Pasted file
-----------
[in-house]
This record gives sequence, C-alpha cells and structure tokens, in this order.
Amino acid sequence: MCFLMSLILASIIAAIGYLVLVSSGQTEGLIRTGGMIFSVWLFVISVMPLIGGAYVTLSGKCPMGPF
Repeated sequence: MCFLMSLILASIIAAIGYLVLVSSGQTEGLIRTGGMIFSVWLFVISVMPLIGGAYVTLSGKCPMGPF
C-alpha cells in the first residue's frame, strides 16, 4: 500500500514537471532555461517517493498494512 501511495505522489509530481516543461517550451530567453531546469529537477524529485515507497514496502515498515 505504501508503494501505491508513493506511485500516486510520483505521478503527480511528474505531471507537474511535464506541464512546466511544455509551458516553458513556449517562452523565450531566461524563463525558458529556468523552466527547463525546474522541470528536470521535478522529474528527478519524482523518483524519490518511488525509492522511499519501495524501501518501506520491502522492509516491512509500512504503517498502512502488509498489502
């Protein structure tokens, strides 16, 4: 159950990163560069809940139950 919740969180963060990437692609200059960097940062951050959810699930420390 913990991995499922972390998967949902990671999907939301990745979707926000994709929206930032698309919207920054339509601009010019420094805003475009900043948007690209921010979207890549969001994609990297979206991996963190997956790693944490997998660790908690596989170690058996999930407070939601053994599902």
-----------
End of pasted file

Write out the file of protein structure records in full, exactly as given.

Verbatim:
[in-house]
This record gives sequence, C-alpha cells and structure tokens, in this order.
Amino acid sequence: MCFLMSLILASIIAAIGYLVLVSSGQTEGLIRTGGMIFSVWLFVISVMPLIGGAYVTLSGKCPMGPF
Repeated sequence: MCFLMSLILASIIAAIGYLVLVSSGQTEGLIRTGGMIFSVWLFVISVMPLIGGAYVTLSGKCPMGPF
C-alpha cells in the first residue's frame, strides 16, 4: 500500500514537471532555461517517493498494512 501511495505522489509530481516543461517550451530567453531546469529537477524529485515507497514496502515498515 505504501508503494501505491508513493506511485500516486510520483505521478503527480511528474505531471507537474511535464506541464512546466511544455509551458516553458513556449517562452523565450531566461524563463525558458529556468523552466527547463525546474522541470528536470521535478522529474528527478519524482523518483524519490518511488525509492522511499519501495524501501518501506520491502522492509516491512509500512504503517498502512502488509498489502
């Protein structure tokens, strides 16, 4: 159950990163560069809940139950 919740969180963060990437692609200059960097940062951050959810699930420390 913990991995499922972390998967949902990671999907939301990745979707926000994709929206930032698309919207920054339509601009010019420094805003475009900043948007690209921010979207890549969001994609990297979206991996963190997956790693944490997998660790908690596989170690058996999930407070939601053994599902």